Valdosta Daily Times

November 25, 2012

Lowndes graduate goes from ‘Star Wars’ to Mexico

Dean Poling
The Valdosta Daily Times

-- — Ken Bryan found his dream job creating magic on movie screens for everything from “Star Wars” to “Men In Black” to “Harry Potter.” Now, the 1985 Lowndes High School graduate is creating his dream home in Tulum, Mexico.

“I made a childhood dream come true in working (for George Lucas’ Industrial Light and Magic) and making movie monsters and now, I’m living a new, adult dream,” Bryan told The Times. “… I’m building a completely sustainable, totally off-the-grid house out in the jungle in the Mayan Riviera.”

The house will be solar powered. Collected rainwater will be Bryan’s water supply. He will use composting toilets and natural water filtration with plant-based systems for sewage and waste-water treatment. Wood and stones collected from clearing the site and driveway serve as the house’s building materials.

“… All designed and planned as computer models with the same technology I used in the movie business,” Bryan says.

Some may think building a house in the middle of a jungle is a long way from creating digital creatures for blockbuster movies, but knowing Bryan’s past, it seems to fit. Bryan didn’t start creating creatures on a computer. As a kid growing up in Lowndes County, he found his inspiration and his materials in the great outdoors. He created his first dinosaurs from South Georgia red clay he dug out of the ground near his home.

He still has roots in South Georgia – father and stepmom LaRue and Edna Bryan of Lowndes County. He is a grandson of the late D.C. Watkins, who founded the popular Saturday night spot Watkins Music Hall. His mother is Fay McElvey.

After graduating from Lowndes High, Ken Bryan enrolled in Valdosta State University. He considered becoming a potter until discovering the school’s new computer-graphics program. In 1989, Bryan graduated with a bachelor of fine arts degree. He spent an additional year studying computer graphics at Valdosta State.

Working at freelance jobs, Bryan spent a brief time in Miami before moving to Atlanta. After a few years, he sent four reels of his work to four different companies. All four companies offered him a job. He accepted the job from Star Wars creator George Lucas at the legendary Industrial Light and Magic in 1996.

There, Bryan participated in a pantheon of special-effects classics and blockbusters: “Jurassic Park” movies, “Star Wars” movies, “Men In Black,” “Harry Potter” movies and “Iron Man,” to name a few.

So what leads a 45-year-old man, at the top of his game, to leave his dream job to build a house in the Mexican jungle?

“I'm pretty young to retire. But I figure just because I quit working I won't sit idle,” Bryan says. “I'll just have more time to do the things that I want to do for me instead of for a client. I've been neglecting my own artwork for a long time while I was working so I look forward to having more time to make art for fun again.”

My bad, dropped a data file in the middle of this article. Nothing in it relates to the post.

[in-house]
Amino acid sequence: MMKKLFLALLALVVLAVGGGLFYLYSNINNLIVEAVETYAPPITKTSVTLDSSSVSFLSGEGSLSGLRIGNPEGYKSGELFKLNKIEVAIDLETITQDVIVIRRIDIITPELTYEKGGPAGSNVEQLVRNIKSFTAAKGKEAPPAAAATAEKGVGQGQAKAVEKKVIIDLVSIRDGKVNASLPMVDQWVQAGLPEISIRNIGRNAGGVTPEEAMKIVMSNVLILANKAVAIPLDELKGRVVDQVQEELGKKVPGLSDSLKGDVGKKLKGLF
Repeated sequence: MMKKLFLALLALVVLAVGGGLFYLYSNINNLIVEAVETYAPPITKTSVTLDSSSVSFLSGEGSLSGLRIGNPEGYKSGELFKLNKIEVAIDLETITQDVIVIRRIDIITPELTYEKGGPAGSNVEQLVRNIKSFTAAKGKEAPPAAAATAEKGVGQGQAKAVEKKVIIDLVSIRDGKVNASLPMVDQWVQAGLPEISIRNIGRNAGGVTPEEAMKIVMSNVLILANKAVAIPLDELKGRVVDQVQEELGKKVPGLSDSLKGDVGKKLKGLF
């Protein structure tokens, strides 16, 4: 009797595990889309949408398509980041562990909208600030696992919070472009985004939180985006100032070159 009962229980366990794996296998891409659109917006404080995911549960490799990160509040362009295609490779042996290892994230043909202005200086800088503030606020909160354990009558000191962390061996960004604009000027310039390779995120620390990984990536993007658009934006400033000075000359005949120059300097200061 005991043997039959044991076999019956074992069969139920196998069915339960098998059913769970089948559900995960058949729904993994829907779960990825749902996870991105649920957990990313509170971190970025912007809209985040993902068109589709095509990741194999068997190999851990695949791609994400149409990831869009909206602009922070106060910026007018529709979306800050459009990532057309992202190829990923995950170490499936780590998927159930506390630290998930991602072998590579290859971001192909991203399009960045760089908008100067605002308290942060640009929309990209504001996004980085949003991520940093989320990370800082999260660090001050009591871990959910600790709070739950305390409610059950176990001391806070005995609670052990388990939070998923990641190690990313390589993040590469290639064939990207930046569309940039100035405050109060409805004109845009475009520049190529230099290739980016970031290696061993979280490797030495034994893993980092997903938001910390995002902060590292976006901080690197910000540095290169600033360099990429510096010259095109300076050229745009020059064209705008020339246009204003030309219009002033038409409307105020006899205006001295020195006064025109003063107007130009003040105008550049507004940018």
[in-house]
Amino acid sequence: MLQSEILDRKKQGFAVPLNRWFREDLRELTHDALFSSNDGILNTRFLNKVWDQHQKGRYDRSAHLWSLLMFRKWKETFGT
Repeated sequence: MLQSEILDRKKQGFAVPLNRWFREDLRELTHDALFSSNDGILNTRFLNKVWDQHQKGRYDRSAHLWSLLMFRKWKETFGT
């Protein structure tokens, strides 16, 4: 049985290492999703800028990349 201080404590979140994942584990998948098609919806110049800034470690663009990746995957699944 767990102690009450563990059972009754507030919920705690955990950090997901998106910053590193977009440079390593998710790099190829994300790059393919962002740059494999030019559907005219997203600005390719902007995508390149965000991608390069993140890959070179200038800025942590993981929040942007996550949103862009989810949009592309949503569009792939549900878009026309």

ILM was the perfect job, Bryan admits. A childhood dream. Good money. Artistic fulfillment. The knowledge that people saw and appreciated his work even if they didn’t know his name.

“As I entered my 40s, I became restless,” Bryan says. “I felt like I was spending too much of my life in front of a computer. The money was great. My coworkers were wonderful. The work was interesting. It was about as perfect as a job could be but it took up most of my life. I wanted more time for myself and money can't buy that.”

He thought of his grandfather’s versatile life.

“My grandfather, D.C. Watkins, lived to be 95 years old and right up to the end he always told me that life is too short no matter how long you live so make the most of it,” Bryan says. “My Mom and Dad always encouraged me to follow my dreams and that worked out well for me at ILM, so I figured there was no reason I couldn’t make my dream of being on permanent vacation a reality as well.”

He chose to take his permanent vacation at a spot where he had enjoyed past vacations from work. Tulum is a place where everyday is like the best day of summer, he says. Beautiful beaches that have managed to escape overdevelopment. Beautiful jungles. Diverse and exotic wildlife. Bryan says he’s always been fascinated by such animals and now they run through his front yard.

Tulum is also steeped in Mayan history and culture.

“Tulum and the areas around here are still primarily inhabited by Mayans so it has a different cultural influence than other parts of Mexico and the Caribbean,” Bryan says. “The ruins of ancient Mayan cities are scattered all along the coastline and out in the jungle. There are crystal clear, freshwater cenotes (deep natural pits inherent to Mexico) that are sacred places to the Mayan people all over the place here. And the people I've met are some of the kindest, most hard-working, humble folks I have ever encountered. I think it was their smiles and warm welcome every time I came here as much as anything else that made me know I wanted to live here. I felt at peace every time I came down for vacation. I kept staying longer and longer on each visit and I still didn’t want to leave at the end of the trip. Now I don’t have to leave.”